Spitemorta’s husband, King James, tries to ride out of Castle Goll with her Great Staff of Power, but is tortured by Demonica and her and locked away to die in the fleas and fetid straw of the dungeon. He manages to escape across the Great Barrier Mountains, just as the army and people of Niarg are sent out into the countryside by Queen Minuet and Wizard Razzmorten, who flee to the Pitmaster’s Kettles in time for Spitemorta and Demonica to effortlessly destroy Castle Niarg. Is this the end of everything?

EXCERPT

Lance shifted on his saddle in the thick whirling snow and gathered his collar over his muffler as he peered from under his hat at the top of the mountain. “Well Abaddon,”he called out cheerfully over the wind, “we’ll be over the top directly and we’ll be getting out of this weather!”

 “My momma’s goin’ ‘o kill you for stealing me away from her,” said Abaddon with a baleful snarl. “And when I tell her all about it, she’ll hurt you a whole lot for a long, long time before she stops your heart.”

“Oh, she’ll have to catch us first,” said Lance buoyantly, as a shudder ran through him.

“She’ll catch you, all right! Oh, yes she will! And it’ll be a lot of fun!”

After five long days in the cold, it’s a mercy we won’t have to sleep out in this, thought Lance with another shudder as the unicorns stepped their way up, crunching loose shards of stone through the new layer of snow. Having grown up here, he was familiar with the sudden fierce winter storms up in the Pitmaster’s Kettles. He glanced aside at Abaddon. In spite of how good he’d always been with children, the boy unnerved him.

I’ll do it for James, he thought, wishing he did not have to. Abaddon looked up at himwith a red-eyed glower, as if he knew exactly what he had just been thinking, giving hima sudden bristle of goose flesh. He quickly turned away. Surely he doesn’t read thoughts. I’ve never heard that Spitemorta does. He looked back again to suddenly feel guilty for thinking all of this at the sight of Abaddon looking right at him with the innocent smile of a boy on an adventure. He smiled back and began searching for the path over the top.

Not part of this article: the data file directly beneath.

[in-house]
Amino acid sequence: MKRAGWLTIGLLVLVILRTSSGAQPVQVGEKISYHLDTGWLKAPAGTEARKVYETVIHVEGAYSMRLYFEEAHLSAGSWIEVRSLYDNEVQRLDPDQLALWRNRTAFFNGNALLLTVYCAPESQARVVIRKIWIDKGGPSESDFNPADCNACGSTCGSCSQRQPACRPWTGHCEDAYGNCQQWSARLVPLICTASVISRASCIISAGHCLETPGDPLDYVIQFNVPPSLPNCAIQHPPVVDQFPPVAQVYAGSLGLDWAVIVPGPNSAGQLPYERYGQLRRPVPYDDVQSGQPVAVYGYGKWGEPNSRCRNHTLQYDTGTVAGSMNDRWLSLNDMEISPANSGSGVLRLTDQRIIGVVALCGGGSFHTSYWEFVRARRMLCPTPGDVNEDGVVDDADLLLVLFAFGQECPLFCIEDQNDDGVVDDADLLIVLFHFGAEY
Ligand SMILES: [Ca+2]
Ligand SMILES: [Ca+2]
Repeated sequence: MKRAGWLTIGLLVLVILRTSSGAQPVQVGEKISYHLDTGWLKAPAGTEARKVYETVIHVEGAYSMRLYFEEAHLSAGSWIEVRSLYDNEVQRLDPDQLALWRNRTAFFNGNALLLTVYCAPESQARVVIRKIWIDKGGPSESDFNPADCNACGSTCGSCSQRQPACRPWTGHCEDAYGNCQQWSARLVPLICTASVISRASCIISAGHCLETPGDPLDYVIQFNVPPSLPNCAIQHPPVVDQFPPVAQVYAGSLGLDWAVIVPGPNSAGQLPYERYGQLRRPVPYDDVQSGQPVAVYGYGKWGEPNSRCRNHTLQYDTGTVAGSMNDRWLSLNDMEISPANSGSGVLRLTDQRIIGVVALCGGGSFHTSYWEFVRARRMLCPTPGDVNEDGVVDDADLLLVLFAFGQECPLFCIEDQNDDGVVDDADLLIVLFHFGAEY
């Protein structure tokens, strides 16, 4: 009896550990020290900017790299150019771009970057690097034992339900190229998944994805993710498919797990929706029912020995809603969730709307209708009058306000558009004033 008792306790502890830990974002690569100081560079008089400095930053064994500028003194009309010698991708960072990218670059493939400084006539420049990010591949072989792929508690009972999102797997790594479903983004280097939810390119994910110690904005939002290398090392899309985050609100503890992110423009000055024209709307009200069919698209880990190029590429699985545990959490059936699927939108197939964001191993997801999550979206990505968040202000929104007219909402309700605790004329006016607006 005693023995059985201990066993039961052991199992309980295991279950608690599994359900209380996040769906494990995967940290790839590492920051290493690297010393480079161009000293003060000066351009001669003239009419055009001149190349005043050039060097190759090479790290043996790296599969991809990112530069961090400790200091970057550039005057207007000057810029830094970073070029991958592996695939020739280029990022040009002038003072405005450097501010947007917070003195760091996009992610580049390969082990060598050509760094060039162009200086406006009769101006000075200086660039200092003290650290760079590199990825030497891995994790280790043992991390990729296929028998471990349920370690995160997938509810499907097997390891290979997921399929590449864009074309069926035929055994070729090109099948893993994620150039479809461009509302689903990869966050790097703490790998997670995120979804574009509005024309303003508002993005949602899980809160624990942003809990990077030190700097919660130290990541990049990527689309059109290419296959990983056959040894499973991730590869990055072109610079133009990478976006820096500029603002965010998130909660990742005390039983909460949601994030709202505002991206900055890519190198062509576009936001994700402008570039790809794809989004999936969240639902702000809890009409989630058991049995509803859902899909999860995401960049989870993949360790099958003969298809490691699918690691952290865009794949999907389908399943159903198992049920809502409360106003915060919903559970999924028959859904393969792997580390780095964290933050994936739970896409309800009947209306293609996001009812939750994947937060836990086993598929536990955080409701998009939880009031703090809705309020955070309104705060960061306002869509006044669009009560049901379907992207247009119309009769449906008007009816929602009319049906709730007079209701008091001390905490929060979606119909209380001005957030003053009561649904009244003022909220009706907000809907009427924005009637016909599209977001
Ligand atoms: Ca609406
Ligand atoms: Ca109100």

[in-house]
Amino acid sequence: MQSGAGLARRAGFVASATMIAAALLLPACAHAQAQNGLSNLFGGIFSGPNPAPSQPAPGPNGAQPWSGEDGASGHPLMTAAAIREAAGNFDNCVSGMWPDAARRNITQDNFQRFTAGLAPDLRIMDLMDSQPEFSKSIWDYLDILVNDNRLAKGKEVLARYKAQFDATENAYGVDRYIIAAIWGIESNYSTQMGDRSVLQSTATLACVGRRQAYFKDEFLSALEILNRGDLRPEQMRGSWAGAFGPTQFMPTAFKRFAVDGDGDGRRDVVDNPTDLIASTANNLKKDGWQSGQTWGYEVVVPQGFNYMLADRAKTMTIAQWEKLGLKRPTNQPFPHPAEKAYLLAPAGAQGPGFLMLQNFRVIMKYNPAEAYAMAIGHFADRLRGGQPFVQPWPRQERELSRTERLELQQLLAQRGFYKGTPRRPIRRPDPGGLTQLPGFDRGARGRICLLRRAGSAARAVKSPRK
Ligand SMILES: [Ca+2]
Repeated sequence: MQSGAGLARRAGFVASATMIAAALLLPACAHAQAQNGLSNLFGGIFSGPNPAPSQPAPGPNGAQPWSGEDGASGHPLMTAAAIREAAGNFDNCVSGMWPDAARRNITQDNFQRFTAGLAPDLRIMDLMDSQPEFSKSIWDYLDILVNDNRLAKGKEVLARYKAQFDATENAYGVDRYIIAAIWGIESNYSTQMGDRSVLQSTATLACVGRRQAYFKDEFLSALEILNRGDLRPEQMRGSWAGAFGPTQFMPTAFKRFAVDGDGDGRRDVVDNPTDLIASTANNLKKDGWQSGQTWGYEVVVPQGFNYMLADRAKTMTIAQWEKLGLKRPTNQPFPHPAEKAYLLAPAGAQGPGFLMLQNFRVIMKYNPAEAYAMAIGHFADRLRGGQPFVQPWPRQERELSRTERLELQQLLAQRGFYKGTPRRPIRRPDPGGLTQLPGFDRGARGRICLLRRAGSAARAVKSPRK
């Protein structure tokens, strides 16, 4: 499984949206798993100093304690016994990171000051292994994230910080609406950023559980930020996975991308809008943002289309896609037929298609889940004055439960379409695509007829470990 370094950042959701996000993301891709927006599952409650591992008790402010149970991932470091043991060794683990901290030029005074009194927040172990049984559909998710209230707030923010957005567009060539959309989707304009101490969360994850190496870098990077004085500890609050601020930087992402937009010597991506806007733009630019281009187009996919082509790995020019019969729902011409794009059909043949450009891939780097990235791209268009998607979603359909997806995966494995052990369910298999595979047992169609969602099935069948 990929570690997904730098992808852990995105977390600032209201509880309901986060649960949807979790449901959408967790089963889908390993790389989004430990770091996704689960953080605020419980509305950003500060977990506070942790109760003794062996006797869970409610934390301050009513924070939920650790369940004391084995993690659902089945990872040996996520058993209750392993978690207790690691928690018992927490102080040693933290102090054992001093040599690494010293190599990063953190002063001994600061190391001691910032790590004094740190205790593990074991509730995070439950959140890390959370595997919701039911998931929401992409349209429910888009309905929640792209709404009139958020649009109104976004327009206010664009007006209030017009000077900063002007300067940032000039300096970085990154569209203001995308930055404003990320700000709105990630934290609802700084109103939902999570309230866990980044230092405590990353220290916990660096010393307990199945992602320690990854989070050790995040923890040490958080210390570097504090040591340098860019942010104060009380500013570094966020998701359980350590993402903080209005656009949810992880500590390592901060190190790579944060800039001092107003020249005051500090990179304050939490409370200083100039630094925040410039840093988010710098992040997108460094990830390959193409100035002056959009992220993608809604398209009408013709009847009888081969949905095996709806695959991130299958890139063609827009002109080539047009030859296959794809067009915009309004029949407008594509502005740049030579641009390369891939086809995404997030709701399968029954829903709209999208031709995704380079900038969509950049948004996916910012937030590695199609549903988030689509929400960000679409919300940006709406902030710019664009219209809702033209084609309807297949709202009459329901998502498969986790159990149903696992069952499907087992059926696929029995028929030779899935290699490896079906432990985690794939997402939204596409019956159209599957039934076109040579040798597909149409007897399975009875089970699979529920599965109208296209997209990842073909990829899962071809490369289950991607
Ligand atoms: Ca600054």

“Here we go!” he called out. “Right yonder! Just keep Sheba close to Stepper and we’ll soon be out of the weather in the heart of this ol’ mountain!”

“What do you mean? You don’t mean we’re going clean inside it, do you?”

“Sure do,” said Lance with a nod. “This is a vulcan mountain. Its top was once a cauldron of melted red-hot rock. If it weren’t for the snow, you’d see frozen rivers of rock running down it’s sides from long ago. That’s what all the black rock between the trees was, ‘way back down below, before we ever started up here. The top of each one of these mountains for miles and miles is a deep pit. that’s why they’re called the Pitmaster’s Kettles. And here we are.” He slapped his hand onto his hat in the furious wind at the very top of the slope as his unicorn hesitated between a pair of boulders on the rim, stepping restlessly from side to side before finding his first steps of the steep decent beyond. “See out yonder? the whole top of this mountain is naught but a giant deep hole. And here we go, on the path right down into the mountain, but you watch out and keep Sheba close behind. I don’t want you falling off the side. It’s a long way down.”